> 1755 and died July 3, 1819 and is buried at Winchester, Ohio. He was a
> sergeant in Capt. William Henderson’s Company, Daniel Morgan’s Rifle
> Regiment of Sharpshooters in the war of the Revolution. He married Mary
> Mackey in Washington County, Maryland, October 27, 1778. He went with a
> large Pennsylvania migration to Maysville, [Mason County] KY in 1796 then
> to the block houses at Manchester, Adams County, OH in 1797. He had three
> sons: Thomas, Col. John, and Samuel (who died at Fort Meigs).
> So what is the historical record for the above family tradition and the
> subsequent history compiled by G.L. Kincaid? What is actually true? I
> should state here that these early researchers did the best they could
> with the information extant at the time. They did not know about DNA in
> 1922. We cannot judge, harshly, if they extrapolated beyond their data and
> that perhaps other researchers accepted it as fact. That said, what is the
> true historical record for the above Samuel Kincaid who married Sarah
> Reed? First, I will deal with the early record.
> John Kincaid was convicted and sailed aboard the Henry & Francis with
> other prisoners,
> from the road of Leith on Sept. 5, 1685, landed at Perth Amboy, NJ,
> December 1685.
> There is no evidence to indicate that this John Kincaid was the ancestor
> to any of the
> Kinkeads who appeared on the Sadsbury Township, Chester County, PA tax
> list in
> 1729 or that his sons settled in Upland (later Chester County, PA),
> The above John Kincaid was indeed convicted and ordered to be transported
> to the
> plantations in Virginia, not Barbados. The Henry & Francis, however,
> landed at
> Perth Amboy, NJ due to adverse weather. John Kincaid is listed on the
> manifest as
> having survived the journey, which claimed the lives of several of the
> This is the only record of this John Kincaid in America. No record has
> been found of
> him, yet, in New Jersey or Pennsylvania.
> The first true record of a Kincaid in Pennsylvania is the following.
> James Kinkead taxed in Sadsbury Township, Chester County, PA and John
> taxed in Sadsbury Township, Chester County, PA in 1729. From the tax lists
> for Chester
> County at the Chester County Archives and Records Service, West Chester,
> James Kinkade was taxed in Chester County, PA until 1736, thereafter he is
> until there is a notice in 1752 that he died in Barbados and his brother,
> John Kinkead of
> Chester County, PA was named as his administrator. No list of heirs has
> yet been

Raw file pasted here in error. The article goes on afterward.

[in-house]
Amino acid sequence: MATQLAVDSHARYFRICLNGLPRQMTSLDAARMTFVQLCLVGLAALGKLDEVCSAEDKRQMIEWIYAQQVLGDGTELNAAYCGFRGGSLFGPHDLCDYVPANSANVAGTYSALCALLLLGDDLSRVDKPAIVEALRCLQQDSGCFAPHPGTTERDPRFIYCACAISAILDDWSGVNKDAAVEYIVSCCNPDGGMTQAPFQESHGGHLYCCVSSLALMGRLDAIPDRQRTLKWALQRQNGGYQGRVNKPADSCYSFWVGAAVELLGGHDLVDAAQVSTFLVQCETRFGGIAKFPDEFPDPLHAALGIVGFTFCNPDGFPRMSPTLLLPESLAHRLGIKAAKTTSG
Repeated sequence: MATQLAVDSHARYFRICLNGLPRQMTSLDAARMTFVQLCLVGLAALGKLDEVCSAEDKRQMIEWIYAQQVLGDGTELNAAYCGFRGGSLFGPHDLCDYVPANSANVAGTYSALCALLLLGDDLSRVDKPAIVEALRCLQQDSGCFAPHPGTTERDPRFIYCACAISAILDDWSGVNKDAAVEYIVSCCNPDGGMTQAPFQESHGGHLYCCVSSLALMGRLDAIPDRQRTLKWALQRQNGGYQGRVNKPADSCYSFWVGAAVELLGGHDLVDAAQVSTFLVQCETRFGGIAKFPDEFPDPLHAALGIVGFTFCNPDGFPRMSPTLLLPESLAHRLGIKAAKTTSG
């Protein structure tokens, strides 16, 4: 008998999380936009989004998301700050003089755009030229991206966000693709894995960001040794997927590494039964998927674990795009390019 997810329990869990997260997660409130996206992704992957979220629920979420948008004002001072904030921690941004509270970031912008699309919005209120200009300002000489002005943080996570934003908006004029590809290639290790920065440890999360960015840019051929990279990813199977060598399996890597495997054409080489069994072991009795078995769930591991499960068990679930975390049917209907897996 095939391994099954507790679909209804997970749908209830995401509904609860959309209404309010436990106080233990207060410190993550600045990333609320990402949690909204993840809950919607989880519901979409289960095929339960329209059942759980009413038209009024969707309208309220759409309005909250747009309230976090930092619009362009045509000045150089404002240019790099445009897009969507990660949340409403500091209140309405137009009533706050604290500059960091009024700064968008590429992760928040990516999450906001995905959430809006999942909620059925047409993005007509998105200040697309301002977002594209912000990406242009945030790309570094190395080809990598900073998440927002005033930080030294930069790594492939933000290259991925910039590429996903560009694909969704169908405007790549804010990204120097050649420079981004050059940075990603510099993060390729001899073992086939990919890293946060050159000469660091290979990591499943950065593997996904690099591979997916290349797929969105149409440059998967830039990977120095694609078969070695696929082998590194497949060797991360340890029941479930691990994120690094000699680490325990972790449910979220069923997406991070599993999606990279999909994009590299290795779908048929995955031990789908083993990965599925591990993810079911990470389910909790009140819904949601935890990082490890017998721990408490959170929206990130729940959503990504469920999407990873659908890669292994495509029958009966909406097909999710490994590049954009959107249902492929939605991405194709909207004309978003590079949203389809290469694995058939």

> discovered for this James Kinkade.
> John Kinkade (1700-1771) of Sadsbury Township, Chester County, PA had a
> large family
> with five sons: John Jr., David, Samuel, Charles and James, and at least
> four daughters:
> Mary married John Simral and Agnes married Adam Hope, two daughters
> married to
> Josiah Crawford and Thomas Kilpatrick. John Kinkade of Sadsbury Township
> died in 1771,
> his heirs above were listed in his will. This John Kinkade did not have a
> son named, Thomas.
> John Jr., however, was elected Captain in the Chester County PA Militia.
> He was supposed
> to be the father of Thomas Kincaid above who married Mary Mackey and
> grandfather of
> Samuel Kincaid who died at Fort Meigs.
> This John Kinkead was, indeed, commissioned captain of the 7th Company,
> 2nd Battalion,
> Elk Battalion, Chester County, PA Militia, under Col. William Montgomery,
> on May 5,
> 1777. He was from Oxford Township, Chester County, PA. Pennsylvania
> Series 5, Vol. 5, p. 513. John Kinkead Jr. later resided in Bart and
> Drumore Townships,
> Lancaster County, PA after 1785. He died in Nov. 1812 and listed the
> following children
> in his will: David, Elizabeth, Polly, and John. No Thomas.
> In fact, no Thomas Kincaid can be found on any tax list for Chester
> County, PA from
> 1729-1800, nor referenced in any deed, will, militia list or church
> record. Nor was he
> a sergeant in Morgan’s Rifles during the Revolutionary War.
> There was speculation on the Kincaid discussion list, particularly between
> myself and Alice Gedge from
> Utah, that Thomas Kincaid who married Mary Mackey was the son of David
> Kinkead, son of John
> Kinkead of Sadsbury Township. This David Kinkead lived in Londonderry
> Township, Chester County,
> PA as early as 1756 when he is taxed as a married man. This coincided with
> the stated birth date of
> Thomas Kincaid of 1755. David Kinkead was later found in Bourbon County,
> KY by 1791 and his will,
> written in 1795, proved in 1797, listed his children: Mary, Thomas, Nancy,
> Elizabeth, David, Joseph, and
> Samuel. Close proximity of Bourbon County, KY to Adams County, OH led to
> speculation by Alice and
> myself that Thomas Kincaid/Mary Mackey was the son of David Kinkead of
> Bourbon County, KY.
> There is no paper trail from Thomas Kincaid who married Mary Mackey to the
> Chester County, PA
> Kincaids. The first real citations to Thomas Kincaid who married Mary
> Mackey are in Hamilton
> Township, Cumberland County, PA where Thomas Kincaid first served as a
> private, later sergeant, 3rd
> Company, 6th Battalion, Cumberland County, PA Militia in 1778. He is taxed
> in Hamilton Township,
> Cumberland County, PA along with a Robert Kinkead from 1779 to 1782, and
> in 1785 they are found in
> Hamilton Township, Franklin County, PA when that county was erected from
> the western part of
> Cumberland County, PA. Thomas Kincaid and Mary Mackey had a son, Samuel
> born in Hamilton
> Township, Franklin County, PA in 1787. In 1789 Thomas Kincaid moved to St.
> Clair Township,
> Allegheny County, PA, then to Maysville, KY, thence to Winchester, Adams
> County, OH by 1800.
> So what of Samuel Kincaid who married Sarah Reed, they are also found in
> St. Clair Township,
> Allegheny County, PA where they sold 50 acres on Lick Run to John Kennedy
> on April 1, 1795.
> They had a son, Matthew, born July 16, 1793 in Allegheny County, PA. They
> moved to Adams County
> Ohio by 1798 where Samuel was appointed Court Constable and again in 1800.
> This places both Thomas Kincaid who married Mary Mackey and Samuel Kincaid